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Religious rhapsody

  • Published at 06:01 pm March 11th, 2019

Do you say ‘hello’ or ‘Assalamualaikum’?

Some years ago, a friend of mine was telling me about his nephew who went to Peace International School in Dhaka. The third grader was given Thankurmar Jhuli, a collection of Bengali folk and fairy tales, on his birthday. Soon after the boy opened the book, flipped one or two pages, he shrieked.

“It’s a Hindu book,” the boy declared brazenly, studying the illustration of living beings on the pages. The book’s title and the writer’s name might have also helped him come up with this conclusion.

Shocked and amazed, my friend couldn’t ask the boy, “Is this what they teach you at school? Communalism?” He knew about Peace School, which was named after the Islamic televangelist Zakir Naik’s Peace TV. Within a few years of operation, the school sprouted up and opened a myriad of new campuses across the country.

With a special focus on teaching Arabic, the school’s moral and religious studies followed the curriculum of Medina University. The students of this institution had a special dress code too -- boys were required to wear a skull cap and girls a hijab scarf.

However, as the institution gained popularity, it surfaced that the Peace School chain had alleged links to the Jamaat-e-Islami, the largest Islamist political party in Bangladesh. During the 1971 War of Independence, Jamaat collaborated with the Pakistan army and its members took part in the genocide in Bangladesh.

In 2016, following the Dhaka Terror Attack, the Bangladesh government banned Peace TV since allegations were brought after the controversial preacher Zakir Naik that at least two of the Gulshan attackers were inspired by him.

The authorities subsequently shut down Peace Schools.

Recently, I visited an old friend from my university days who used to be a non-believer. But now he is a different man, totally transformed. His curly, wild beard along with his Islamic attire defined his utter submission to religion. And, to my astonishment, he demurred to get his wife come out and say hello to me.

She observes purdah, he informed me. 

Snacks were prearranged on the table before my wife and I set foot in his flat. His six-year-old daughter kept popping in and out of the room. From time to time he half -- rose to his feet and flung his hand to keep the door half-closed behind her, in a bid to block my view travelling to her.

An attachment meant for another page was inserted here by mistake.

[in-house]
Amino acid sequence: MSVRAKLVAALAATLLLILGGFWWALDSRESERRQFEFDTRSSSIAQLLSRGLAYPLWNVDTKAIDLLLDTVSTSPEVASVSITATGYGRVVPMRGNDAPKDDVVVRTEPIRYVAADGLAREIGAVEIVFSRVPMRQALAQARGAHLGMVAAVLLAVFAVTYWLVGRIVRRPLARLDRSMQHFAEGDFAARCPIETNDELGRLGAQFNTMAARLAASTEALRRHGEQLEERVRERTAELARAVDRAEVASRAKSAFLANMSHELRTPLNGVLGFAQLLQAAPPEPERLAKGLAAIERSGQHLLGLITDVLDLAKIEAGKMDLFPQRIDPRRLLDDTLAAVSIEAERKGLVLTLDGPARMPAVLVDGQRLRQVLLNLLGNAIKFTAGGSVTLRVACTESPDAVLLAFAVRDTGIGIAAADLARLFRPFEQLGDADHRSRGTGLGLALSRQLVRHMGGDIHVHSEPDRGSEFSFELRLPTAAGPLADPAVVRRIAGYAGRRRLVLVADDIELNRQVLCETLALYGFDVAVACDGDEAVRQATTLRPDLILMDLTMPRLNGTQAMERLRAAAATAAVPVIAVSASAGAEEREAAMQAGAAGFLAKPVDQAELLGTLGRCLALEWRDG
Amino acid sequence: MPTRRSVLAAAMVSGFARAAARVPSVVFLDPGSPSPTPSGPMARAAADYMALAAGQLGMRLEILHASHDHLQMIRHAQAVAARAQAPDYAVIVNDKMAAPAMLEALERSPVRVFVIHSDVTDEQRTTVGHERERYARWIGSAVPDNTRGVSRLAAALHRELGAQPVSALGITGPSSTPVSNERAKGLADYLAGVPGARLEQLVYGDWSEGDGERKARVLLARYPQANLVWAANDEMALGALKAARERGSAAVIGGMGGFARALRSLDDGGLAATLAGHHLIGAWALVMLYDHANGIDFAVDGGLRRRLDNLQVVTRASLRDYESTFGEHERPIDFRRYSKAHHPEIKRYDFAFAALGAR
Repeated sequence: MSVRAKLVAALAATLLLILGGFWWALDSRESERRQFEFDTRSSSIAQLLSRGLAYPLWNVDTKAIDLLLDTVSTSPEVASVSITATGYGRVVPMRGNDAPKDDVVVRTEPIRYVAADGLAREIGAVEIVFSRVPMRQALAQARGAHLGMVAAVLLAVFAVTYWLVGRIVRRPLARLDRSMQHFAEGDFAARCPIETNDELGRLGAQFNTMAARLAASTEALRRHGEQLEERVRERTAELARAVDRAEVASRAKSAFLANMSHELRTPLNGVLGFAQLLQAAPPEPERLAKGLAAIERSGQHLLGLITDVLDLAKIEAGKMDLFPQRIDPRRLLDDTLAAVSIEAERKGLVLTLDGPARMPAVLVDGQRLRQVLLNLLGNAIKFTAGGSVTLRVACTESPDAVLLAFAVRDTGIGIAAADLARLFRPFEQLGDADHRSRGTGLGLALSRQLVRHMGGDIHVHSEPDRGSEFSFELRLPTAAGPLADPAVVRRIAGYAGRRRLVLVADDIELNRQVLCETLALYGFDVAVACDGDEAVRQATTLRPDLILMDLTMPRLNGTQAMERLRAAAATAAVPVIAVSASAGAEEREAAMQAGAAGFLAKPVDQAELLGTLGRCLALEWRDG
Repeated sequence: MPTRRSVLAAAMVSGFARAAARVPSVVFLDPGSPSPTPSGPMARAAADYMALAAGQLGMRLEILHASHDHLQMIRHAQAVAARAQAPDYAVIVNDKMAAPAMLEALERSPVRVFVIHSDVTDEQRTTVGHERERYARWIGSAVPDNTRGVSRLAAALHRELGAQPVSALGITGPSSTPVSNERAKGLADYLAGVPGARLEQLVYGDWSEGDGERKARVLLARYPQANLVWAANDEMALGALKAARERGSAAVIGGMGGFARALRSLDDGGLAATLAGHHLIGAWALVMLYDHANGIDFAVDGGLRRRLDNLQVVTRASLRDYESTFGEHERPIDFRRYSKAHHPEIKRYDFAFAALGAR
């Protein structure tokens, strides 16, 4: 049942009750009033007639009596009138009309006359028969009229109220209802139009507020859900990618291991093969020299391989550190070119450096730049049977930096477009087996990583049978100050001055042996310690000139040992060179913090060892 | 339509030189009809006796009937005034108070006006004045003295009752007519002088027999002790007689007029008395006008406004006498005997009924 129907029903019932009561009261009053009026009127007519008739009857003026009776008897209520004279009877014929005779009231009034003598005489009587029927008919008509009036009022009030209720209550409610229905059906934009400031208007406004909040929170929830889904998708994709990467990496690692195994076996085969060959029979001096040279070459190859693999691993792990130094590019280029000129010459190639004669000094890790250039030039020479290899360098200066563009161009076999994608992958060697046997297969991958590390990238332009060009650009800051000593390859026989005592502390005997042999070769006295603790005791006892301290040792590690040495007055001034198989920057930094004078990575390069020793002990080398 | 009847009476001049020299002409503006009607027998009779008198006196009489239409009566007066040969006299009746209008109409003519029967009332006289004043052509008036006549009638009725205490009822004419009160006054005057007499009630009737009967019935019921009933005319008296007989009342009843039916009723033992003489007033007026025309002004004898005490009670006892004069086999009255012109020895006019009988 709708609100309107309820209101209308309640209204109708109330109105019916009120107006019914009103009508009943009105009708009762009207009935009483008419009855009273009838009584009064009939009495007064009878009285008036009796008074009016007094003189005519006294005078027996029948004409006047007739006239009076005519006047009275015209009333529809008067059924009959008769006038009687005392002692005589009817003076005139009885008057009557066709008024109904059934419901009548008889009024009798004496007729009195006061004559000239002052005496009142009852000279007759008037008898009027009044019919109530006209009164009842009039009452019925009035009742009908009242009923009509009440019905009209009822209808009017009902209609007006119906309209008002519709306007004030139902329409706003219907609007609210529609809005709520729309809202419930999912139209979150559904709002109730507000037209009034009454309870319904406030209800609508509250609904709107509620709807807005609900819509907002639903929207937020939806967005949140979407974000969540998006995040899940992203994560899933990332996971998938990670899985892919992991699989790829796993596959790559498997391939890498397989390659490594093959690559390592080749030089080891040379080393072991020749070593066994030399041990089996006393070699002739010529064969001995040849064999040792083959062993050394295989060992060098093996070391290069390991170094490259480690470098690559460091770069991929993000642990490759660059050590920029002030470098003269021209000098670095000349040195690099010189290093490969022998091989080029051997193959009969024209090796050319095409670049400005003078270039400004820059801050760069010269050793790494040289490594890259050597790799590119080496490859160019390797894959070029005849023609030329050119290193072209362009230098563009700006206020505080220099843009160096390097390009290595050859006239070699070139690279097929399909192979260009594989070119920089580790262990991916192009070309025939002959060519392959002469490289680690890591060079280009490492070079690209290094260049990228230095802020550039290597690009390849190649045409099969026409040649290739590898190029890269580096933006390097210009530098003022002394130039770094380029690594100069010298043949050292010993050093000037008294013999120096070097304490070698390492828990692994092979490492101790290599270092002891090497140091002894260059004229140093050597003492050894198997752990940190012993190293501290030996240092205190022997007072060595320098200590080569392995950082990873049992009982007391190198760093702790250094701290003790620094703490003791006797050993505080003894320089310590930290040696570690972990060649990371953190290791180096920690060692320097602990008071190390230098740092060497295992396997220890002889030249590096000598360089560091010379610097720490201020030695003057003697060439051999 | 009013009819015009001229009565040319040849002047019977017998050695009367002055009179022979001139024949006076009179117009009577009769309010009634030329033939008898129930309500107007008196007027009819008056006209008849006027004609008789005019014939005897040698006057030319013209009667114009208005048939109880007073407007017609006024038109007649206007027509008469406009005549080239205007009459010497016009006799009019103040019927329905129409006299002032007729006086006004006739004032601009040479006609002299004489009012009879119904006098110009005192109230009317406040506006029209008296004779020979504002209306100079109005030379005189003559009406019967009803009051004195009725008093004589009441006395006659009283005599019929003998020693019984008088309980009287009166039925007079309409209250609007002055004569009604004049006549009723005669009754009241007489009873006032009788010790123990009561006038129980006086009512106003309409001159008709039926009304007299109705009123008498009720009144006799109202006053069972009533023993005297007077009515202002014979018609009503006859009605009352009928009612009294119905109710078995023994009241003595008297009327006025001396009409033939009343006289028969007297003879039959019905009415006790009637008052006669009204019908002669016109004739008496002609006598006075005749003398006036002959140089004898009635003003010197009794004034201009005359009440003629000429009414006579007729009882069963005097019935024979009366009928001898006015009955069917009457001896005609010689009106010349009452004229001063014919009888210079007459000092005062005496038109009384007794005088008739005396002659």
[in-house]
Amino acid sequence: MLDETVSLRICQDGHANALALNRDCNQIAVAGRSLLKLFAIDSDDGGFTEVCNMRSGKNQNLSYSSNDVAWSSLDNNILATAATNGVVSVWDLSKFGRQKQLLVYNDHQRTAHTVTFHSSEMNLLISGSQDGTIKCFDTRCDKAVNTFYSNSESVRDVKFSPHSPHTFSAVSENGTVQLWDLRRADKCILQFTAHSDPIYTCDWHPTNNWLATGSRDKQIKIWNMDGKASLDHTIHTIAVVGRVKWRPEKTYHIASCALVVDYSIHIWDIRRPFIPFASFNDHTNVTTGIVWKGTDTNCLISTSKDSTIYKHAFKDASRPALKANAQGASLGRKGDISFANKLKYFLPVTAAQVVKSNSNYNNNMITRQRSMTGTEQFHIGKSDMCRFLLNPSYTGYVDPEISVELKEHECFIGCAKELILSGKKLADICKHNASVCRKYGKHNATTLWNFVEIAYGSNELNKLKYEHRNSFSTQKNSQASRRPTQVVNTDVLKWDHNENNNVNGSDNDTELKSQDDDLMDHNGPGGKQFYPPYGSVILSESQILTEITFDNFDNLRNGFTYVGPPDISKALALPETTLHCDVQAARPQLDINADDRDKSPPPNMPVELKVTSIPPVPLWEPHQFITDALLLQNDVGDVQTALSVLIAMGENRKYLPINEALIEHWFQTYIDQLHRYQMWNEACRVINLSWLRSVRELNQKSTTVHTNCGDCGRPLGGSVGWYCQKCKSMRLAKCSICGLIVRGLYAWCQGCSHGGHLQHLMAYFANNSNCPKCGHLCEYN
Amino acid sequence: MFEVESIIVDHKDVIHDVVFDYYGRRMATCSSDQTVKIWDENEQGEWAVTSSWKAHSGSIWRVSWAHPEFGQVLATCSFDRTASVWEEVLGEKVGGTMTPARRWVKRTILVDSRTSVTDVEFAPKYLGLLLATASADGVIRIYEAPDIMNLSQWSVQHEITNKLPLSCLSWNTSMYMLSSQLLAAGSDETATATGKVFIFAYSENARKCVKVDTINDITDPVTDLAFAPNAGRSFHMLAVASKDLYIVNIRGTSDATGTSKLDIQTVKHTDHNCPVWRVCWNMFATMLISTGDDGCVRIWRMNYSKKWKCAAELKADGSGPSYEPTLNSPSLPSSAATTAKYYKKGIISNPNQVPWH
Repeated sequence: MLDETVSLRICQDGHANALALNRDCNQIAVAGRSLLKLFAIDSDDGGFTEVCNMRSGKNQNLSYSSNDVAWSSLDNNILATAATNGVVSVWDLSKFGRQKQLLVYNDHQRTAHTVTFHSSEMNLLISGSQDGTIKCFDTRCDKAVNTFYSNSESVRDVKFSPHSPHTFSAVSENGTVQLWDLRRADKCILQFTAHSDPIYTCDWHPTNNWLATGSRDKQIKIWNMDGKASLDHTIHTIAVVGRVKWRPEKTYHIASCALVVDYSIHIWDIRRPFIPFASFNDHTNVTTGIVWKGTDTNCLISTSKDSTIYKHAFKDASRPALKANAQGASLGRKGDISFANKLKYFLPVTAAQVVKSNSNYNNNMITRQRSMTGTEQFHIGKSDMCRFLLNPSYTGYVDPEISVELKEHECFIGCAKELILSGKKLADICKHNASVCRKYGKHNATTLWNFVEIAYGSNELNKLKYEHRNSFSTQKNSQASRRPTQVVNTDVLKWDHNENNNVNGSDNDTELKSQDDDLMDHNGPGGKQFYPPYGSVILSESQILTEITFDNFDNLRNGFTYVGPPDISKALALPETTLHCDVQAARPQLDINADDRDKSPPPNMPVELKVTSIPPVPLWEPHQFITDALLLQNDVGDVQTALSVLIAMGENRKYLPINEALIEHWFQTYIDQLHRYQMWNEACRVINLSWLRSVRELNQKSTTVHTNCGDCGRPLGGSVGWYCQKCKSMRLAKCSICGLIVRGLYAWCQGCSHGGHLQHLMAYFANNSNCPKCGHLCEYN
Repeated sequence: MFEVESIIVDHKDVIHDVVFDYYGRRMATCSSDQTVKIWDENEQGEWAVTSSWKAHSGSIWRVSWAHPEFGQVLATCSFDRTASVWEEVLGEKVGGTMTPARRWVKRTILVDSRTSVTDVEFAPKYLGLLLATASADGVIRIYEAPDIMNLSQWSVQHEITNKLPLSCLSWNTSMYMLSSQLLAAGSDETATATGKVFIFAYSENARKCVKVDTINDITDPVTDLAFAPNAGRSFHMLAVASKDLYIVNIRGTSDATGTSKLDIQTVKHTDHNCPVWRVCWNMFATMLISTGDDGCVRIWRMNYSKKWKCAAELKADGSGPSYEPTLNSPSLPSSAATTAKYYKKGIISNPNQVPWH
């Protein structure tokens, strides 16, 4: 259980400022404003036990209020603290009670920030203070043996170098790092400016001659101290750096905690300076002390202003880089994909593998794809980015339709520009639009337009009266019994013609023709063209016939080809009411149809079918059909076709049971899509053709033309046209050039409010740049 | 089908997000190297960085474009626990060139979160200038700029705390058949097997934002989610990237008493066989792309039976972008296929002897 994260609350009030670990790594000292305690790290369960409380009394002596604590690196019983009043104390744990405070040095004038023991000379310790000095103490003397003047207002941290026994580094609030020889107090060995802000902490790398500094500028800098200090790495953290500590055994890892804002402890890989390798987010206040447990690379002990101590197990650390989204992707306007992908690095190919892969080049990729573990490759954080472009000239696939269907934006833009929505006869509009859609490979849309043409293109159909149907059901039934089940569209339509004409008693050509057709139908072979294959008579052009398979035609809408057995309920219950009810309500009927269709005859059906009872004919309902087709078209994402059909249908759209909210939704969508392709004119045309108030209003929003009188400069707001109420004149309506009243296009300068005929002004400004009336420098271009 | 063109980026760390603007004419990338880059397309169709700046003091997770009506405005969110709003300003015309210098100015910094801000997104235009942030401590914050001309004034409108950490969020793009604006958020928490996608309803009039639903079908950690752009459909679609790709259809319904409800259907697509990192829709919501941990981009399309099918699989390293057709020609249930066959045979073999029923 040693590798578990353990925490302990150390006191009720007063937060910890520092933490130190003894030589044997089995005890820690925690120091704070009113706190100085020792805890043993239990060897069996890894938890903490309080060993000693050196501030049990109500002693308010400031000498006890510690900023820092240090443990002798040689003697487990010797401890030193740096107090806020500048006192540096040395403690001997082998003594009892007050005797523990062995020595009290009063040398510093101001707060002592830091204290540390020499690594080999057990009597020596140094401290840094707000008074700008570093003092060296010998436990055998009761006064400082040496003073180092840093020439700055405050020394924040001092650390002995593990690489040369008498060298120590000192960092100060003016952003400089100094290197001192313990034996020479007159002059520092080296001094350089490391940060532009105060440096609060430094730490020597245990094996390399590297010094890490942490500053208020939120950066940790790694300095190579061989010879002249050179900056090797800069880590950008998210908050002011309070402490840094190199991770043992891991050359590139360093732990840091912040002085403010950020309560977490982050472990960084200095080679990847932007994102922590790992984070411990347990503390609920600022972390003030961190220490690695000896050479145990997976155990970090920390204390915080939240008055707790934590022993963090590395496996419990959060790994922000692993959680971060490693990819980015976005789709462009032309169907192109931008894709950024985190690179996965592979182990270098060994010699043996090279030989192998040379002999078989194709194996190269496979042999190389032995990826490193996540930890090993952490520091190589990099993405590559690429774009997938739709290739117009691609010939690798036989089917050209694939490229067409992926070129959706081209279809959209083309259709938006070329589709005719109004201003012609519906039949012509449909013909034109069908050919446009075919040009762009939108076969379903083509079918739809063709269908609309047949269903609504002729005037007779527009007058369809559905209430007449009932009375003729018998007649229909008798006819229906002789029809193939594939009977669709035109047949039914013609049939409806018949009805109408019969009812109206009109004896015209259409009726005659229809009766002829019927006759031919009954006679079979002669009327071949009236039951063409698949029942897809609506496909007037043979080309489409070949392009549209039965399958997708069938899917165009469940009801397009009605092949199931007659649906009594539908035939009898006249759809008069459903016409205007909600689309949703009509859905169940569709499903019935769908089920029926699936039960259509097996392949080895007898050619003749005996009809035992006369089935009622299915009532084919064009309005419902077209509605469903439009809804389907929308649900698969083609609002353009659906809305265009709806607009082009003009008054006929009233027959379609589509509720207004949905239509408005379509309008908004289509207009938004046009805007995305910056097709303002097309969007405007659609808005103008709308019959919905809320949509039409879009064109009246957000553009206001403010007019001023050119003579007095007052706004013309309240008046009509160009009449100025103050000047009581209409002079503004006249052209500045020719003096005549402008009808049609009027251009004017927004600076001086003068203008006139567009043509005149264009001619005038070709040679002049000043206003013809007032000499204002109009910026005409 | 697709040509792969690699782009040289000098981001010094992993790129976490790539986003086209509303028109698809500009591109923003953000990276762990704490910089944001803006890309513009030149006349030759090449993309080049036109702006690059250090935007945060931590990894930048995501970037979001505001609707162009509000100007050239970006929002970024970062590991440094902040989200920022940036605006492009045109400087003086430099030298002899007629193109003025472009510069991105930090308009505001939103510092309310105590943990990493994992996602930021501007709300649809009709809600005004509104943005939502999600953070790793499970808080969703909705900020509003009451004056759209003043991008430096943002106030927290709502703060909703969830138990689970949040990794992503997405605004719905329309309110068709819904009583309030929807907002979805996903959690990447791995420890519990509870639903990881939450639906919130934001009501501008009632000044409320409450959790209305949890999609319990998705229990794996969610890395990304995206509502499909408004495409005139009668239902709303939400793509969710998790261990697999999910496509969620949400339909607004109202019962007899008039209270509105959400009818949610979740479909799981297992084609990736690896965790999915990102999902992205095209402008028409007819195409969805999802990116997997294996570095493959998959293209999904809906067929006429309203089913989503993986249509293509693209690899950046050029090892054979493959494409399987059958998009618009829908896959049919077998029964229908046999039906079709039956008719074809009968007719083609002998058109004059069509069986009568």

The girl, as I gathered from him, goes to an English-medium Islamic school, which had earlier happened to be the popular Peace School. 

My friend seemed pretty uncomfortable talking with my wife. He tried not to look at her. And my wife found it difficult to continue the conversation with a person who doesn’t make eye contact when talking.

A wave of clink-clank sound went on in the other room. Dinner was served by a shadowy figure. We all sat to eat excluding my friend’s better half, of course. A woman of flesh and blood existed among us, but she could not be exposed. And my friend, in the presence of my wife, was doing the least amount of talking. I felt the atmosphere quite claustrophobic. You cannot open up in this sort of “family-friendly” dinner.

Back then, in the university, my friend recited poetry, sang Tagore and folk songs and wore clean, crisp shirts. The summer he fell in love with a girl from his home town, he introduced her to me.

But now, in light of his religious metamorphosis, I was not allowed to talk with her face-to-face. Silent, I wondered about his wife’s life in seclusion. Any male arrival in this small flat meant her being cooped up in one room. How did she feel about it?

The metamorphosis of my friend has reached such a level that he even thinks saying hello instead of “Assalamualaikum” when answering the phone is “bidati” (bad). Before I left my friend’s home that evening, he advised me to pray regularly.

I was in the queue to check out my groceries at a store near my house in Mirpur. The woman ahead of me, in a black niqab, was seemingly paying for a children’s book. I took a glimpse of the title: “Belaler Mojar Pora.”

But the cover of the book confused me. It had the bust of a boy wearing the traditional Arab male headwear Keffiyeh. The boy’s white Keffiyeh, in the style of Saudi men, was gripped with a black Agal too. 

“Excuse me,” I said to the buyer of the book, the niqabi woman. “Can I see that for a second?”

She didn’t mind. I held the book and opened it. It’s an alphabet book. Inside, it’s all same -- the same contents that most alphabet books have in Bangladesh. But, the cover page made all the difference.

This venture of the publisher on making an innovative Islamic cover page must be praised, for they have fathomed the nascent demand in the market. 

Rahad Abir is a writer.

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